DOH Releases Third Annual Managed Care "Report Card"
QARR 1996 Report Looks at Three Year Trends
Albany, June 23, 1998 - The third annual report on the quality of health care delivered by managed care organizations in the state shows that, overall, New York's health plans are improving the quality of care provided to their members and have increased their ability to measure plan performance reliably and accurately, State Health Commissioner Barbara A. DeBuono, M.D., said today.
"Improving health care outcomes for all New Yorkers has been a priority of the Pataki administration," State Health Commissioner Barbara A. DeBuono, M.D., said. "This latest report, which looks at trends in managed care performance over a three year period, shows that New Yorkers who are enrolled in health plans are receiving an overall high standard of care. Statewide commercial rates compared favorably with national benchmarks and statewide Medicaid rates showed noticeable improvement from 1995 to 1996."
The 1996 Quality Assurance Reporting Requirements (QARR) report represents the most comprehensive report card for managed care in the nation. Produced in collaboration with 52 managed care organizations, managed care providers, and New York State, QARR 1996 provides quality measures that can be used by consumers to weigh how well health plans are performing, and as a quality improvement tool by the plans themselves. The Health Department uses QARR data to work with plans and providers to enhance the health care outcomes of managed care enrollees through performance feedback, quality improvement programs, technical assistance and highlighting of "best practices."
The 1996 report looks at performance trends for plans serving both commercial and Medicaid populations. Statewide rates for six Medicaid measures (immunizations, lead screening, well-child visits, cervical cancer screening and glycohemoglobin testing of diabetics) improved from 1995 to 1996 and the rate of mammography for Medicaid patients remained the same.
Although several commercial measures showed slight declines from 1995 rates, New York's commercial quality rates continued to meet or exceed national benchmarks such as those set by the National Committee on Quality Assurance or Healthy People 2000.
Among findings of the 1996 QARR report:
- 90 percent of commercial enrollees ages 20 to 44 and 91 percent of enrollees ages 45 to 64 had one or more visits to a health care practitioner during 1996 compared to a national rate of 86 percent and 88 percent, respectively;
- Among the Medicaid population, access to health care was highest among enrollees in the 25 months to 6 years and 65 and older age groups (77 percent each);
- 70 percent of women age 52 to 64 in commercial plans were receiving mammograms, an increase of two percent over 1995, and well above the Healthy People 2000 goal of 60 percent;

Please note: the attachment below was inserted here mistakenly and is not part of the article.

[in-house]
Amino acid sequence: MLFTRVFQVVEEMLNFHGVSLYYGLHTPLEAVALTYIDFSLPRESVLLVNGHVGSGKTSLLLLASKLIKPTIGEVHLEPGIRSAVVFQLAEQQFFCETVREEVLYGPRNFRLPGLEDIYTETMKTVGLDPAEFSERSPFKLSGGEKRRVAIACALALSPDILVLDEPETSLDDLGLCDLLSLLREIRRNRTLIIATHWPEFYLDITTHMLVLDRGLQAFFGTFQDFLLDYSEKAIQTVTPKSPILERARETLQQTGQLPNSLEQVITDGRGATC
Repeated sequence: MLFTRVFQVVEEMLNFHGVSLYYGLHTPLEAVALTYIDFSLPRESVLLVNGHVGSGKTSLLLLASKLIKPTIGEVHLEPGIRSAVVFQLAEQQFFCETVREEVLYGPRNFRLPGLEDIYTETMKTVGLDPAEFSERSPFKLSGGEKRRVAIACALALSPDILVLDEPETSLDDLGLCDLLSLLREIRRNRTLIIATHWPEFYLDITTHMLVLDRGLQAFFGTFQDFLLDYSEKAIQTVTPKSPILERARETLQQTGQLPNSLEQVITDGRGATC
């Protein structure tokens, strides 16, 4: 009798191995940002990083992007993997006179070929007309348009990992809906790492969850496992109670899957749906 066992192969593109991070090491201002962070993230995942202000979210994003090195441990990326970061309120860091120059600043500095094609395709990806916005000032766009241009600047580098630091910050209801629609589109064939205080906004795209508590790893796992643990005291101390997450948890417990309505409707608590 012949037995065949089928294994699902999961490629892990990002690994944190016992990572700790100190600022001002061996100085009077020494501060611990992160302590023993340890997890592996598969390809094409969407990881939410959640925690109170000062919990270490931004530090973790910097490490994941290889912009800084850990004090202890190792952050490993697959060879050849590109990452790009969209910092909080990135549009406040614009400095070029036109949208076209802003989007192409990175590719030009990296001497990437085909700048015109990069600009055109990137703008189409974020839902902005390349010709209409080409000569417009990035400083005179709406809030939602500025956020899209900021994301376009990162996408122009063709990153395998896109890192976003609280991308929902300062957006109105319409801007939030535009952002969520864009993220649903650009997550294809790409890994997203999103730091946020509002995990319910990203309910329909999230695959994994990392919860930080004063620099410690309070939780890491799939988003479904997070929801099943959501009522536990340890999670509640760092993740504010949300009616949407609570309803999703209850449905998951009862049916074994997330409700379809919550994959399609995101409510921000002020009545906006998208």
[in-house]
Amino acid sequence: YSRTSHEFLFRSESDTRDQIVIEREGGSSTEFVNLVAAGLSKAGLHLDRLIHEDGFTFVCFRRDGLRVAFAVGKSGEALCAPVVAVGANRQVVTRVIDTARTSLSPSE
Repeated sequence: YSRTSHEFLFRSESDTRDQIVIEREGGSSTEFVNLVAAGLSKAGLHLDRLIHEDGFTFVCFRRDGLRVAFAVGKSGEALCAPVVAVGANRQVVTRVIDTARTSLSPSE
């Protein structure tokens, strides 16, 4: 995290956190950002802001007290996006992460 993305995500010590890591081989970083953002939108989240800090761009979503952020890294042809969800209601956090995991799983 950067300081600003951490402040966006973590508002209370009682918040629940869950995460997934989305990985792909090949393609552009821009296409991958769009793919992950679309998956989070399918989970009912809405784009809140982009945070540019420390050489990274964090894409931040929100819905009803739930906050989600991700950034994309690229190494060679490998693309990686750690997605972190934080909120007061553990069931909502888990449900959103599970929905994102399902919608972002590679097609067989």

- 72 percent of women age 21 to 64 in commercial plans were receiving Pap tests, compared to the national benchmark of 70 percent.
- The rate of lead screening for two-year-olds in Medicaid managed care was 73 percent, a four percentage point improvement over the 1995 rate;
- Low birth weight, the third leading cause of death among newborns in the United States, affected 5.9 percent of infants born in commercial plans, slightly higher than the 1995 measure of 5.6 percent and the Healthy People 2000 goal of 5 percent; and
- 72 percent of children enrolled in commercial managed care plans were fully immunized, in 1996, a decrease partly attributable to a change in documentation requirements from 1995.
Three-year trends among commercial health plan enrollees show an increase in the number of women who are receiving early prenatal care, but a slight decrease in prenatal care utilization, overall. While mammography screening increased during this time period, the rate of cervical cancer screening dropped slightly, as documentation and reporting requirements were tightened. Nearly all Medicaid measures showed a positive trend.
"Thanks to continued improvement in both the quality and reliability of information submitted by health plans, we are able to offer consumers a comprehensive look at the state of managed care in New York," Dr. DeBuono said. "The report can help educate the public about how health plans are measuring and improving their quality of care, and will allow plans and purchasers of health care to gauge individual performances against industry standards. The result will be better health outcomes."
State health officials use QARR data in their ongoing monitoring of managed care plans, which includes annual on-site surveillance, external quality review and analysis of Medicaid encounter data. Health plans whose rates have dropped, or have remained low in both QARR reports, will be required to specify steps they are taking to address problems which are contributing to poor performance. Low rates may indicate either that the plan has difficulty providing required services, or lacks adequate systems to track service delivery.
The QARR report is the result of a process that begins with data collection and submission by managed care plans. The 1996 quality data were subjected to rigorous review and analysis and were validated by an independent auditor, the Island Peer Review Organization (IPRO). The audit strategy was developed for the State Health Department by the National Committee on Quality Assurance (NCQA), the credentialing body for managed care plans.
A total of 88 percent of the plans audited produced reliable and accurate performance data, a three percent increase over the 1994 report. The report does not include information from plans whose data were deemed unreliable as a result of the audit.